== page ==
Will it perform Course To Steer (CTS) calculations?
GPS navigation is point to point ie the GPS determines the angle and distance in a straight line from your starting position to your next waypoint. This though fails to take into account the impact of six hours of east going springtide off Cherbourg which may help or seriously hinder your voyage across the Channel. If you can work out when to leave and what course to steer to ensure that the tide helps the boat along rather than fight it then the voyage will be faster and you’ll potentially cover less ground. It’s all a matter of vectors for those of you mathematically inclined but rather than use the Admiralty Tidal Atlas plus simple sums thrown in with a bit of trigonometry, it’s faster to use a computer to calculate all the possibilities and provide you with the best time to leave and the CTS. This all assumes too that the wind is in your favour (see below).

Does it display info from the cockpit instruments?
Nothing is more irritating than to have to heave yourself out of the navigators seat to check the trip or the wind in order to record it in the log especially if as cook/navigator you have yet to put your oilies on! On Clarionet too, the helmsman usually will complain that you are either in the way or the red light coming up the companionway is destroying their night vision. So having everything at hand at the chart table makes it much faster to record the necessary in the log. BTW on boats over 14m in length SOLA requires that a log be kept except when in waters like the Solent so on Temptress this means we have to record even short hops to Brighton.

Can it overlay weather data? 
Wind forecasts form an essential part of the navigators toolkit ensuring that the boat stays safe as well as sails efficiently. To see the wind overlaid on the chart and see what you can expect some many miles down the track is useful especially in conjunction with tidal data when deciding when to tack or whether to seek shelter in a closer port.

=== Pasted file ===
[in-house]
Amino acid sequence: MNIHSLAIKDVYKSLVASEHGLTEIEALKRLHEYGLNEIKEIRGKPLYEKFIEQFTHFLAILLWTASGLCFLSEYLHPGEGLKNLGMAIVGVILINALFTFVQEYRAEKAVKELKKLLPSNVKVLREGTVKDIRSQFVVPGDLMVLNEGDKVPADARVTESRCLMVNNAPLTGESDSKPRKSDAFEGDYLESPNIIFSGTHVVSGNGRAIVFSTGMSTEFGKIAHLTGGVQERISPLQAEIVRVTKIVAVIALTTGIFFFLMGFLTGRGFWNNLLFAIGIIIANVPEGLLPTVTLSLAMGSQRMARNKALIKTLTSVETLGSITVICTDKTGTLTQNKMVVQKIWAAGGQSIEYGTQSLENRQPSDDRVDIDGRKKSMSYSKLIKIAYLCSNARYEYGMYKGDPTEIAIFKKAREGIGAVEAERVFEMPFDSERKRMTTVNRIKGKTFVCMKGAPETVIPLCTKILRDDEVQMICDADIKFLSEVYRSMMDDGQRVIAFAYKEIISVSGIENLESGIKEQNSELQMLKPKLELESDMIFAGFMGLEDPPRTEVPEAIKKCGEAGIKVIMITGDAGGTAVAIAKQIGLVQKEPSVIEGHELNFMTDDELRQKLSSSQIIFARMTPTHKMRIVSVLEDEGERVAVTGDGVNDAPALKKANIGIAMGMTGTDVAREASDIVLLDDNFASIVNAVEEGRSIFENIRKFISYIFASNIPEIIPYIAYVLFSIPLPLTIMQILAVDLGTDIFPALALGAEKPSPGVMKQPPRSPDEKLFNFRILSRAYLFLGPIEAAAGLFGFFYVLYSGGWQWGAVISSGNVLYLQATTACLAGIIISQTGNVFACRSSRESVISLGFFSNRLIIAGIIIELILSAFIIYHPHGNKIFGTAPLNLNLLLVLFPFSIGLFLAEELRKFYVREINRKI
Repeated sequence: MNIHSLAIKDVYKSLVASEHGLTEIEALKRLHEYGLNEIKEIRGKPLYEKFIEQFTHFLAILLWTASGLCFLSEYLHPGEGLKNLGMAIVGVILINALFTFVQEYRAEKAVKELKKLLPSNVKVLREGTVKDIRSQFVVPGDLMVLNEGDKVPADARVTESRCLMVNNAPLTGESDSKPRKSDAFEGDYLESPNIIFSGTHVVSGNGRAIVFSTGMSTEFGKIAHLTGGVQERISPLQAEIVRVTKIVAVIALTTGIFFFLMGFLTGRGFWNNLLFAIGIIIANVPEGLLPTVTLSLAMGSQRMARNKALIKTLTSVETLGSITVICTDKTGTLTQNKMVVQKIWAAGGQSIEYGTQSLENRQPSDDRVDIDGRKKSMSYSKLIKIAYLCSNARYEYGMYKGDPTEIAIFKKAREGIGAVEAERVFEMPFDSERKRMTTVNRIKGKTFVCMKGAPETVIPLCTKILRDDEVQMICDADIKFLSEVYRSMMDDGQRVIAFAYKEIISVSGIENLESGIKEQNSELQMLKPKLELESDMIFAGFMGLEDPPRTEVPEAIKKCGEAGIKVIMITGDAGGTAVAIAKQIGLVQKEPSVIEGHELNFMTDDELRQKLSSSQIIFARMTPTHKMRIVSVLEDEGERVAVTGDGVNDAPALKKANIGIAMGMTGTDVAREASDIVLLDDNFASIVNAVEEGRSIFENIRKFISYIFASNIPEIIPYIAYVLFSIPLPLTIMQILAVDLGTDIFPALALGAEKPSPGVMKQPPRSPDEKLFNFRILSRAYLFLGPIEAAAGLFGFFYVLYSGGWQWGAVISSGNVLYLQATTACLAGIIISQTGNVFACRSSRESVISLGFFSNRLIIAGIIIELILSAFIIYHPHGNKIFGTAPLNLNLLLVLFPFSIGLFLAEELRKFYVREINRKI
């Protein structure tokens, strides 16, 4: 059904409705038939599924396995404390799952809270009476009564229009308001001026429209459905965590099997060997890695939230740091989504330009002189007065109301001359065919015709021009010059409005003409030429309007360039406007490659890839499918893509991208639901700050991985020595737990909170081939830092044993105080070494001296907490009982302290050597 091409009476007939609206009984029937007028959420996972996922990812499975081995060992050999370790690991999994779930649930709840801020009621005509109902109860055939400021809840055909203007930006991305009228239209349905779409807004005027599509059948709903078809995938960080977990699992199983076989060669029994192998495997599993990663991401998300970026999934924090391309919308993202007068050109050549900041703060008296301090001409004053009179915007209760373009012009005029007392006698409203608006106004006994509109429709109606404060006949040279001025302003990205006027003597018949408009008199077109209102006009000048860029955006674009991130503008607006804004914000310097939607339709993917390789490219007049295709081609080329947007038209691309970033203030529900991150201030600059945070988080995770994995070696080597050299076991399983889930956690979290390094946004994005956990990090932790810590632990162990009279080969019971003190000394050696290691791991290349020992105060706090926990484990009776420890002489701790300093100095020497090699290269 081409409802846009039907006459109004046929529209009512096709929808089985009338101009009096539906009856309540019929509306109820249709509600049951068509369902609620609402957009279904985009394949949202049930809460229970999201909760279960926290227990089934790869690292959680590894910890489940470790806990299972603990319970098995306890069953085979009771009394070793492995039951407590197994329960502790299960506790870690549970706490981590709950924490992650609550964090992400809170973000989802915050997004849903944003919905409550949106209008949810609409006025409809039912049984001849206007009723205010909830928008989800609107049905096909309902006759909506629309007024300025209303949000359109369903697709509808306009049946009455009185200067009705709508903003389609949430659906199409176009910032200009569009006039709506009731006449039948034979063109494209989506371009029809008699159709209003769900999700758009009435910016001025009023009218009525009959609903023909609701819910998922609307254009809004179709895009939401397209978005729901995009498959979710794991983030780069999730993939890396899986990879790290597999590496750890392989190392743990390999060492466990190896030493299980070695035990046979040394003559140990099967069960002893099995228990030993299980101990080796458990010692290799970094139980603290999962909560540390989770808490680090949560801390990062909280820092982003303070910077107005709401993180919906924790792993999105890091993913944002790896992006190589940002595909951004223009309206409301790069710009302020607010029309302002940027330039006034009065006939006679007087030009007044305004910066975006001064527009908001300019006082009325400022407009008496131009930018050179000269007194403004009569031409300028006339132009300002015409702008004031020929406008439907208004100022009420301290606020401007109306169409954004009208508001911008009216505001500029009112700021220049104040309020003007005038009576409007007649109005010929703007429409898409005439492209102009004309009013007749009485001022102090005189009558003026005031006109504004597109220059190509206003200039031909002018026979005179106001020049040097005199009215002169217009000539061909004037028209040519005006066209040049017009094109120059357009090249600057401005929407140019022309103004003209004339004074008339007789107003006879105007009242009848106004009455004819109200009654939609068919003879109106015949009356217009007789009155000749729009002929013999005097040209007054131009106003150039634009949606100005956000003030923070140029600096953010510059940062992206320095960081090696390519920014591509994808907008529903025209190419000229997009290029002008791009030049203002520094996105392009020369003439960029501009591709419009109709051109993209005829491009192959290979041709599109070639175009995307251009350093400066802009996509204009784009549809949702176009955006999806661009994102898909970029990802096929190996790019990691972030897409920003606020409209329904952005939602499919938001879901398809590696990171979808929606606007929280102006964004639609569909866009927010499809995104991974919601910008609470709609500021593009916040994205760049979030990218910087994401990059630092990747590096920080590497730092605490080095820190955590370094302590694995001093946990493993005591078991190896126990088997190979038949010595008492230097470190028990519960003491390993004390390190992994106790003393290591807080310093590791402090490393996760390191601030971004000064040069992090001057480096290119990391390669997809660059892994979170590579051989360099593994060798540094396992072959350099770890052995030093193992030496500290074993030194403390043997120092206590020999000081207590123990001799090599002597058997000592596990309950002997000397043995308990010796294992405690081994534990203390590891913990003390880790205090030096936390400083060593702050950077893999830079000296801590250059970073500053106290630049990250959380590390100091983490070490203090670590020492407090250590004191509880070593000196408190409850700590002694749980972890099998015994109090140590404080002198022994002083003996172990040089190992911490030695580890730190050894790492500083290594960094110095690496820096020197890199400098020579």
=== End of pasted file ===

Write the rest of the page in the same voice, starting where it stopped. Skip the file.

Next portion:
Ditto AIS
AIS stands for Automatic Identification System which in this case means ships not aircraft (it’s not a hugely intuitive term). Info from transmitting boats, ie all commercial shipping and some leisure boats, includes useful items such as course and speed as well as interesting stuff like last port, next port and cargo. The real interest to the average sailor in the middle of an ocean is will it hit me? By overlaying the AIS data on the chart with our track, the closest point of approach can be calculated by the software and not some addled navigator. Useful especially when the vessel is somewhere over the horizon or lost in fog and making 25 or more knots (nautical miles per hour) in your general direction. The horizon is usually about 20 nautical miles from the deck so a boat doing this sort of speed can be on you in less than an hour giving little room for manouevering by a yacht doing 6 knots or less.


ARPA/MARPA
Similar to AIS, this is data from the radar which enables collision avoidance, if the radar can be configured correctly, a problem we have yet to resolve on Temptress.


Can it calculate Great Circle routes?
When sailing across oceans the Mercator projection commonly used in local maps or charts becomes inaccurate because the sphere has been flattened to make the the map creators job easier. The great distances involved mean in turn that a straight line between two points on the chart is no longer the shortest distance, a circular route roughly following the Earth’s curvature is. Software that can automatically create this arc between two points on the Earths surface is useful though not essential as long as the navigator is aware of the issue.

All this at what price?